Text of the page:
Ladd says there is a checklist for "ditching" an airplane, but Sullenberger most likely didn't have time to go through it. "We have procedures for ditching, but it's the instinct that got him through it, as well as the training," he says.
The pilot most likely kept the landing gear retracted, but he also probably extended the wing slats and flaps. Slats extend the front, or leading edge of the wing, and flaps change the shape of the back, or trailing edge. Extending the slats and flaps changes the aerodynamics of the plane, generating more lift, but also more drag.
Engaging the flaps, which are used during takeoffs and landings, allowed Sullenberger to slow the plane down without letting it stall. Stalling is the point at which the wings stop generating lift, the force that keeps the plane in the air.
"The pilot had to make a trade-off between going too slow and stalling, and going too fast and crashing," Fanjoy says. "He maneuvered the airplane to maintain the best glide speed," referring to the range of speeds where the airplane is still maneuverable and hasn't stalled.
"If the whole airplane entered the water at once, it would be much harder to control," Ayers says.
Setting the tail of the plane into the water first is key, Ladd says. That lets the water slow the plane down. "The idea is to make the landing as soft as you can at as slow a speed as possible. If the nose is too low and going too fast, you risk flipping the plane tail-over-nose."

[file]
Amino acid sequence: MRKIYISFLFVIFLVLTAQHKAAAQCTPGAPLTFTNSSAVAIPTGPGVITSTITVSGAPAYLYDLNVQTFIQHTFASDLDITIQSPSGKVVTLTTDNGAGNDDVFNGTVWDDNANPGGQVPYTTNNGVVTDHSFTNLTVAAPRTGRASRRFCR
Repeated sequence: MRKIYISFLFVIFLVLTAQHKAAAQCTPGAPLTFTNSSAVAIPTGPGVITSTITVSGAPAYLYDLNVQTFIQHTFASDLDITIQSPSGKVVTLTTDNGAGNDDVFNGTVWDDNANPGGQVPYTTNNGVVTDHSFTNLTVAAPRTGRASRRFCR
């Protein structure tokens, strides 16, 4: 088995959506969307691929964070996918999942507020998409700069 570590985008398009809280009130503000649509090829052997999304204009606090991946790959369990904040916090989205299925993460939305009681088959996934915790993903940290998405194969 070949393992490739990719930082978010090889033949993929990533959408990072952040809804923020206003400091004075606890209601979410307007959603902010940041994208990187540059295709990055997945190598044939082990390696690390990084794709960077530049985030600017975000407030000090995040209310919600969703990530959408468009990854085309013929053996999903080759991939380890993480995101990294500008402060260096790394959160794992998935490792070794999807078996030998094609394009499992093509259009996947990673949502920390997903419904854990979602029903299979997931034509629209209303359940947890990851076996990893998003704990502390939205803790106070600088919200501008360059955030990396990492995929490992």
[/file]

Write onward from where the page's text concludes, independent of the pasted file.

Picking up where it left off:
Floating Down The River
After setting down in the river, the airplane floated on the surface long enough to allow all of the passengers to safely exit. While large jets aren't specifically engineered to float, they do have features that can be employed in the case of a water landing.
Mary Anne Greczyn, communications manager at Airbus, says a "ditch switch" is standard equipment on all modern Airbus and Boeing aircraft. The switch, which is mounted on an overhead panel in the cockpit, can be pushed by the pilot to close off openings on the outside of the plane before it hits the water.
"The switch closes off the outflow valve and the avionics ventilation ports — anyplace air would go in or out," Greczyn says. Where air could go, so can water to flood the plane, so "it closes off openings below a theoretical float line."
Pilot Ladd says that while the ditch switch is useful, opening the main doors and emergency exits on the plane to let passengers out would negate any impact that closing the valves would have, once the plane is down.
Fuel and air in the wings also probably kept the plane afloat for as long as it was, Ladd says. Since fuel and air are less dense than the river water, the wings helped buoy the plane. And because the wings are located slightly forward of the center of the fuselage, the front of the plane was slightly propped up while the tail began to sink.
Military And Gliding Experience
The pilot of the US Airways flight, Sullenberger, also flew the F-4 for the Air Force from 1973 to 1980, and Ladd and Ayers, both military fliers themselves, say his military training no doubt helped him navigate Thursday's emergency.
And Sullenberger was also a glider pilot, which undoubtedly brought valuable skills to the crisis.
"Every glider landing he's ever made has been a power-off landing, and every power-off landing you make can't hurt, so that gave him a lot of training," Ayers says. "Everything he had done over his professional piloting career contributed to his success here."